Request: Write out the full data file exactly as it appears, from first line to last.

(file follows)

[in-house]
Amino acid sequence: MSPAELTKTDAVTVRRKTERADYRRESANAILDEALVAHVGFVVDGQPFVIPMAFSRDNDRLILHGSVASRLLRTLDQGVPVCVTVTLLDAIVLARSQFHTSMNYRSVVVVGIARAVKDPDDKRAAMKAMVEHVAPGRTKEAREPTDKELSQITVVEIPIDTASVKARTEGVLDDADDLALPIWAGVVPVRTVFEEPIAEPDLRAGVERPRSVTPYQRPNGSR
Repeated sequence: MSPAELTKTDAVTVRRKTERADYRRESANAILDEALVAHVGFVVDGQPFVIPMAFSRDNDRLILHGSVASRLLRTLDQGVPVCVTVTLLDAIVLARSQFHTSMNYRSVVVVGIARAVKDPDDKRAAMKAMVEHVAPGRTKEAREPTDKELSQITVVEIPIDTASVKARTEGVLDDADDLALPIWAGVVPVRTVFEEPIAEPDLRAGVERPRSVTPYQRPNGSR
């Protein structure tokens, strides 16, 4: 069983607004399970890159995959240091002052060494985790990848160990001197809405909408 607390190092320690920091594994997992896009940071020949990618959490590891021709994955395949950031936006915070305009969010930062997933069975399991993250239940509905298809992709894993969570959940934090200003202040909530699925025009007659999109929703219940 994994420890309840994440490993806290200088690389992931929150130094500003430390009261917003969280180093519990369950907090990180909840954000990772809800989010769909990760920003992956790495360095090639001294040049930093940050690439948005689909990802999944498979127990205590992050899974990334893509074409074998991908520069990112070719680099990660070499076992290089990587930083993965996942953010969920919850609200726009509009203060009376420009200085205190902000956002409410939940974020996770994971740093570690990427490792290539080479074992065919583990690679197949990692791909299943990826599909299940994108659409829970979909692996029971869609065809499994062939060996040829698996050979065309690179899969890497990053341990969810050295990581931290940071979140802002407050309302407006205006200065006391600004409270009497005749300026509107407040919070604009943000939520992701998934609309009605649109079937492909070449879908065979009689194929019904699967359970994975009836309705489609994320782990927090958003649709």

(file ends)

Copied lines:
[in-house]
Amino acid sequence: MSPAELTKTDAVTVRRKTERADYRRESANAILDEALVAHVGFVVDGQPFVIPMAFSRDNDRLILHGSVASRLLRTLDQGVPVCVTVTLLDAIVLARSQFHTSMNYRSVVVVGIARAVKDPDDKRAAMKAMVEHVAPGRTKEAREPTDKELSQITVVEIPIDTASVKARTEGVLDDADDLALPIWAGVVPVRTVFEEPIAEPDLRAGVERPRSVTPYQRPNGSR
Repeated sequence: MSPAELTKTDAVTVRRKTERADYRRESANAILDEALVAHVGFVVDGQPFVIPMAFSRDNDRLILHGSVASRLLRTLDQGVPVCVTVTLLDAIVLARSQFHTSMNYRSVVVVGIARAVKDPDDKRAAMKAMVEHVAPGRTKEAREPTDKELSQITVVEIPIDTASVKARTEGVLDDADDLALPIWAGVVPVRTVFEEPIAEPDLRAGVERPRSVTPYQRPNGSR
């Protein structure tokens, strides 16, 4: 069983607004399970890159995959240091002052060494985790990848160990001197809405909408 607390190092320690920091594994997992896009940071020949990618959490590891021709994955395949950031936006915070305009969010930062997933069975399991993250239940509905298809992709894993969570959940934090200003202040909530699925025009007659999109929703219940 994994420890309840994440490993806290200088690389992931929150130094500003430390009261917003969280180093519990369950907090990180909840954000990772809800989010769909990760920003992956790495360095090639001294040049930093940050690439948005689909990802999944498979127990205590992050899974990334893509074409074998991908520069990112070719680099990660070499076992290089990587930083993965996942953010969920919850609200726009509009203060009376420009200085205190902000956002409410939940974020996770994971740093570690990427490792290539080479074992065919583990690679197949990692791909299943990826599909299940994108659409829970979909692996029971869609065809499994062939060996040829698996050979065309690179899969890497990053341990969810050295990581931290940071979140802002407050309302407006205006200065006391600004409270009497005749300026509107407040919070604009943000939520992701998934609309009605649109079937492909070449879908065979009689194929019904699967359970994975009836309705489609994320782990927090958003649709």